by Madhuri Xalco and Harpreet Kaur Azad
‘Status’ of tribal women, the non-tribal sisters argue is much better than her counterparts within the community. It is argued that a tribal woman occupies an important place in socio-economic life of her society. Likewise, they also draw attention to the ‘better’ socio-economic positioning of dalit women. Nevertheless, we as dalit and adivasi women wonder, is that really so? Then, why do we suffer so much on all fronts? Why are we as women paraded naked, raped, abused, paid lesser wage than other sisters’ everytime the caste issues are on forefront? Our circumstances, our positioning in the society is very different from other sisters’ in an abysmal sort of way. Be it at home, in school or colleges, or at workplace. We stress that for us gender and caste are not two separate facets but one. Most of the times we are not subjected to violent verbal and physical abuses alone either because of our lower caste background or because of being a member of the female gender. It is the intersectionality of these components and more which intensifies oppression against us. The Scheduled Caste and Scheduled Tribe (Prevention Of Atrocities) Act, 1989 is probably the only law in India that appreciates the gendered aspects of caste violence and makes room for prevention of it by specifically listing a few in the definition of ‘offences of atrocities’ as assaults or use of force to any woman belonging to a Scheduled Caste or a Scheduled Tribe with intent to dishonour or outrage her modesty; or being in a position to dominate the will of such women and uses that position to exploit her sexually to which she would not have otherwise agreed.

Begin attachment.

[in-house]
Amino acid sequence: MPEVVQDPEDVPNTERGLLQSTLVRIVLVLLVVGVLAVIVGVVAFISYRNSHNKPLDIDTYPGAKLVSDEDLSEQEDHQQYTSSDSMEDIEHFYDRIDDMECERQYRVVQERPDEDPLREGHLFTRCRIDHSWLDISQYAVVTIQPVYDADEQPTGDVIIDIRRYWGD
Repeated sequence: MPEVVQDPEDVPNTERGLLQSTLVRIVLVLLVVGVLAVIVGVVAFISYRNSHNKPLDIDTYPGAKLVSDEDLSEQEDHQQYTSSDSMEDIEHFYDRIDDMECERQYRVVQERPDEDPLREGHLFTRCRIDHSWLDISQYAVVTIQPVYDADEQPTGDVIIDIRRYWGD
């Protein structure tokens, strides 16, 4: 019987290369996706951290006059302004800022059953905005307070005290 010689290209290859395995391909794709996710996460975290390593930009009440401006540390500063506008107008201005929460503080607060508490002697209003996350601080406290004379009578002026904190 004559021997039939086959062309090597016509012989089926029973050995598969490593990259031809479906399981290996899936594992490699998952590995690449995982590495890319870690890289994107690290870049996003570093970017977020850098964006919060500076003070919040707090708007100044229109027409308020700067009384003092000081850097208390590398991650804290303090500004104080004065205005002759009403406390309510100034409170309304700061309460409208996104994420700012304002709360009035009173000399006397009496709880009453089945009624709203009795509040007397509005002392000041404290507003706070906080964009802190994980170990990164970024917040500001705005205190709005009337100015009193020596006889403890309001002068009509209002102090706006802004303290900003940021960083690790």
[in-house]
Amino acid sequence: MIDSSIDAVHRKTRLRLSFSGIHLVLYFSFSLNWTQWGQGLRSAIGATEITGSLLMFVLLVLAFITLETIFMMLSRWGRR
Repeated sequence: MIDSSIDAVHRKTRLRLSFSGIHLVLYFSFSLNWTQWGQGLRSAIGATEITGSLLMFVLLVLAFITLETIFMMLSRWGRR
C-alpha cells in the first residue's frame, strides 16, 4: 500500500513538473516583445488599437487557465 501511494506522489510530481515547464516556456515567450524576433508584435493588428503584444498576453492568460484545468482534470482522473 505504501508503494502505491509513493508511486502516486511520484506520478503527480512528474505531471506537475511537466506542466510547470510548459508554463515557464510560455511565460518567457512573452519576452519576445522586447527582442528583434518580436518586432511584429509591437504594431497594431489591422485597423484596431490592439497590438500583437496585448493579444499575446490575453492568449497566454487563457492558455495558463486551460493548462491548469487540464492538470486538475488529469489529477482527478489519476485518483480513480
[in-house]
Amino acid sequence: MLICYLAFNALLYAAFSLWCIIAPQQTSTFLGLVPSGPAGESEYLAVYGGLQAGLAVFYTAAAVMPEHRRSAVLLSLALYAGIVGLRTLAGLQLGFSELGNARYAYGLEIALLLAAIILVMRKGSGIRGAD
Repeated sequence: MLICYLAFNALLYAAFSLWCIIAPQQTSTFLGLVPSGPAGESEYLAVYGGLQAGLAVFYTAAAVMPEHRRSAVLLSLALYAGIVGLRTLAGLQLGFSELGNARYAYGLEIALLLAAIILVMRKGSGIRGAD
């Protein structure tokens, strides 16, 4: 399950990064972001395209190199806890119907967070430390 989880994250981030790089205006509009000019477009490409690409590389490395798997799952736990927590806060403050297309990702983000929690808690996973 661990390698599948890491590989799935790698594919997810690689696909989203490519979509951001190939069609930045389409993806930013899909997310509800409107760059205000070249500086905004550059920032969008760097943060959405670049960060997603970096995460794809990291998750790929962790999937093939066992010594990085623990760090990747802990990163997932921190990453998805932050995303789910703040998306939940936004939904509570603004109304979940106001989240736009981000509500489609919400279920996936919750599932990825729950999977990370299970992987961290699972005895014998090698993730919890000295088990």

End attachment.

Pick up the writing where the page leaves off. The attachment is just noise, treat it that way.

Law is an instrument of social change. We are not talking of only laws that have been laid down. We are also talking of law as a ‘discursive struggle’ wherein we seek to displace the previously dominant understandings of our identities and roles in the society. Having said that, we the female lawyers and legal scholars of dalit and adivasi communities explore the possibilities of engaging with law. Often our women suffer tremendously on account of inadequate information on rights. In this legal column we therefore hope to bring you – legal and political issues concerning us; critical information on laws affecting our community; legal strategic moves to your struggles, our struggles; legal advice to your individual issues as a dalit/adivasi woman in the society concerning wrongs against self at home or in workplace, maintenance, property, services (skilled or unskilled), remunerations, and much more.
In this context we invite you dear readers to engage with us in this legal section by sending in your queries to: email@example.com, towards resolving the dilemmas that confront not just you alone but all of us at some point as dalit and adivasi women.
Let us strive towards making law as a tool that empowers the women of our communities.